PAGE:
February 06, 2024

Currency News

MyCURRENCY News | Week 6 2024

MyCURRENCY News | Week 6 2024

What we know

It’s a difficult job being an optimist in South Africa, at least for long. Just when you think the ZAR is about to enjoy a touch of respite and target some lower levels, the metaphorical rug gets pulled out from under you. And so, it was not much different last week, when after having enjoyed a week of gains from a high of R18.90/USD to as low as R18.52/USD on Friday morning, it all started to unravel by that afternoon with the release of the infamous US Non Farm Payroll (NFP). 

On Wednesday, the US Fed held rates at 5.25%, however more importantly their forward guidance spoke to the imminence of rate cuts, at least the lack thereof. Powell seems certain that under current circumstances we won’t see a cut until after the March Fed meeting. The market seemed in two minds following this announcement with the USDZAR oscillating between R18.50/USD and R18.70/USD. Though, with the NFP coming in hot on Friday with a better than expected result (353K jobs added vs the expected 180K), this saw all uncertainly vanish and the USD bulls took hold, pushing the USDZAR to R18.93/USD by the days close.

While not a new or shocking revelation, the ZAR’s knee-jerk movements still leave us in awe – the Dollar Index appreciated by 1.51% from Friday while the USDZAR moved by a staggering 2.58%. That’s a large premium and disconnect for the ZAR and shows that risk off sentiment remains a key driver in the markets valuation of our currency.

What others say

MoneywebAfrica is battling high debt, demands to spend and collapsing currencies

“Government debt has risen in at least 40 African countries over the past decade. As a result, some are experiencing a bad combination of high debt, elevated development spending needs amid budget shortfalls, and unfavourable exchange rate pressures.”

Visual CapitalistVisualized: Past interest rate cut cycles and 2024 forecasts

“After a rapid set of rate hikes throughout 2022, the U.S. Federal Reserve now faces the challenge of timing its easing of monetary policy to ensure a soft landing for the economy.”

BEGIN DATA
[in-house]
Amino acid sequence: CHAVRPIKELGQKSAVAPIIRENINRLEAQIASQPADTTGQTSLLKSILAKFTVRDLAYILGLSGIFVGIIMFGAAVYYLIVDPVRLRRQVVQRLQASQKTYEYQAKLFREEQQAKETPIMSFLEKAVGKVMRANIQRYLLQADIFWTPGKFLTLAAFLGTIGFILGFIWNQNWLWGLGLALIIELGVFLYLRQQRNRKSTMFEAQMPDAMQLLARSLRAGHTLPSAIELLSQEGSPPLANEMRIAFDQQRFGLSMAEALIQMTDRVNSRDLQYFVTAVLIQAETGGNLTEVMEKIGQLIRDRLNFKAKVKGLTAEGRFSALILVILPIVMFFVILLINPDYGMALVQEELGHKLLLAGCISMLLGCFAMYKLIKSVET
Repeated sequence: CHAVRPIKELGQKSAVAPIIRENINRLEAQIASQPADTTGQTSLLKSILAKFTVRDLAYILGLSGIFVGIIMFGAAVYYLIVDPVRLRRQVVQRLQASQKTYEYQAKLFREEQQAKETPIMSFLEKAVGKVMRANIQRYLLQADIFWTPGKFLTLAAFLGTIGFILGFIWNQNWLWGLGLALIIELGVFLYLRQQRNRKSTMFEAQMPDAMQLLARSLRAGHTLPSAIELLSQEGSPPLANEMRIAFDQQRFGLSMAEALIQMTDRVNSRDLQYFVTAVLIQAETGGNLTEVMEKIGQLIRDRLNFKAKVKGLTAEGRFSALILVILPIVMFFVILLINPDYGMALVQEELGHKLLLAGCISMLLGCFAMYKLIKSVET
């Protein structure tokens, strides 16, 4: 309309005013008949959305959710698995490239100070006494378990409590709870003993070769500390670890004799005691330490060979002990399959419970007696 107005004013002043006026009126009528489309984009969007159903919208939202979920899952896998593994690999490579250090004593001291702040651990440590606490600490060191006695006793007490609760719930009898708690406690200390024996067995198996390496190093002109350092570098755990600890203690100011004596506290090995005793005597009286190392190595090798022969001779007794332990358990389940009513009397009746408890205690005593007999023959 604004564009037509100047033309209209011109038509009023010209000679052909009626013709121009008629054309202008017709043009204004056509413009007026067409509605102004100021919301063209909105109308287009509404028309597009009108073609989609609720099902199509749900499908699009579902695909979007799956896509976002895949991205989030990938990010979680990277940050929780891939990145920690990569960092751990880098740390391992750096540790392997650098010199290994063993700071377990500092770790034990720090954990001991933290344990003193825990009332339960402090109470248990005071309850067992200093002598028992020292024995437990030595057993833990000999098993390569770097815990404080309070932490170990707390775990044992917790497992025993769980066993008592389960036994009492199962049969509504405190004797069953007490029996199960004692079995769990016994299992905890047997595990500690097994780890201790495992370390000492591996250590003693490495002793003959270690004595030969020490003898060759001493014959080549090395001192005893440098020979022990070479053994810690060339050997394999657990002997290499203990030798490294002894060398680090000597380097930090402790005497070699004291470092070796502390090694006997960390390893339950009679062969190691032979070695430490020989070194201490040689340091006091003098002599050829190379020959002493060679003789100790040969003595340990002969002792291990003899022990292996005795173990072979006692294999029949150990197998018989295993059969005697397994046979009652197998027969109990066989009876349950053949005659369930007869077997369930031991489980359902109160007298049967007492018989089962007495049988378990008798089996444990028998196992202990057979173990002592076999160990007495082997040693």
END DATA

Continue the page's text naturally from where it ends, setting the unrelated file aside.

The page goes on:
ReutersSouth African coal miners turn to trucks as rail service deteriorates

“Mining companies in South Africa have resorted to trucking coal to ports to meet a surge in European demand since the war in Ukraine started, bypassing the deteriorating rail infrastructure they blame for billions of dollars in lost revenue.”

What we think

Last week we said that “As we get ready to put January behind us, we also suspect that we may be saying goodbye to the relative lack of volatility that the Rand has displayed so far this year.”

After reading the above, the term foreshadowing comes to mind, though I can’t say we’re all too happy about being right. The return to classic erratic trading for the USDZAR is not something we long for and we trust our clients don’t either.

On that note, there are a few news events this week and in the pipeline for next week too, that certainly won’t help stabilise the USDZAR.

Throughout this week we have the various Fed members speaking after hours and their remarks are sure to shape market sentiment. They will give insight to the Fed’s projections as well as estimates of outside pressures to the system in the year to come.  Thursday sees the two most important events with China releasing their inflation and PPI numbers in the morning along with the US’s initial jobless claims that afternoon. As we’ve mentioned before, China’s growth forecasts have a major influence on SA’s own prospects and so we expect some choppy trading to follow.

Our range for the week: R18.75/USD – R19.25/USD.

Have a great week ahead.